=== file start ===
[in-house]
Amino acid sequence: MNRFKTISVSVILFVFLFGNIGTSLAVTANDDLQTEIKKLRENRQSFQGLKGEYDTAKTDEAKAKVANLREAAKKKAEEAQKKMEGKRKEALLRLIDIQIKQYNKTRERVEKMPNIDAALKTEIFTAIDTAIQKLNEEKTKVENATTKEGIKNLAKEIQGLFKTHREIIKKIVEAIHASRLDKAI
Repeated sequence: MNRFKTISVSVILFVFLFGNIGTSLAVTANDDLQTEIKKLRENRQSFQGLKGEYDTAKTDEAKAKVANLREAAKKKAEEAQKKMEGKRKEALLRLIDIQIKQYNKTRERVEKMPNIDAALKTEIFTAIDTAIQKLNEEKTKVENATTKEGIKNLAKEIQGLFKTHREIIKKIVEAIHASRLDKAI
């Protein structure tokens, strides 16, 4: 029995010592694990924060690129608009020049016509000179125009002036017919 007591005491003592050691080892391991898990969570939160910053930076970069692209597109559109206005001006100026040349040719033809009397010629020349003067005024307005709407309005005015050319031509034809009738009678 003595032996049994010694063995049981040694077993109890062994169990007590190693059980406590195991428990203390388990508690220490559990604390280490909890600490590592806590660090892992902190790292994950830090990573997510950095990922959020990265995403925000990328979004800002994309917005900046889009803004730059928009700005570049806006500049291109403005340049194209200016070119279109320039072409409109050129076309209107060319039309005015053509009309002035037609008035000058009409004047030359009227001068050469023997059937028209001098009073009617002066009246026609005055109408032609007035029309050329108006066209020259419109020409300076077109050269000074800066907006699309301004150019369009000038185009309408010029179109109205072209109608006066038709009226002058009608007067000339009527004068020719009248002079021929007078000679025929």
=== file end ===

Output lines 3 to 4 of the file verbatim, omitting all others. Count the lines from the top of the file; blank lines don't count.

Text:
Repeated sequence: MNRFKTISVSVILFVFLFGNIGTSLAVTANDDLQTEIKKLRENRQSFQGLKGEYDTAKTDEAKAKVANLREAAKKKAEEAQKKMEGKRKEALLRLIDIQIKQYNKTRERVEKMPNIDAALKTEIFTAIDTAIQKLNEEKTKVENATTKEGIKNLAKEIQGLFKTHREIIKKIVEAIHASRLDKAI
């Protein structure tokens, strides 16, 4: 029995010592694990924060690129608009020049016509000179125009002036017919 007591005491003592050691080892391991898990969570939160910053930076970069692209597109559109206005001006100026040349040719033809009397010629020349003067005024307005709407309005005015050319031509034809009738009678 003595032996049994010694063995049981040694077993109890062994169990007590190693059980406590195991428990203390388990508690220490559990604390280490909890600490590592806590660090892992902190790292994950830090990573997510950095990922959020990265995403925000990328979004800002994309917005900046889009803004730059928009700005570049806006500049291109403005340049194209200016070119279109320039072409409109050129076309209107060319039309005015053509009309002035037609008035000058009409004047030359009227001068050469023997059937028209001098009073009617002066009246026609005055109408032609007035029309050329108006066209020259419109020409300076077109050269000074800066907006699309301004150019369009000038185009309408010029179109109205072209109608006066038709009226002058009608007067000339009527004068020719009248002079021929007078000679025929």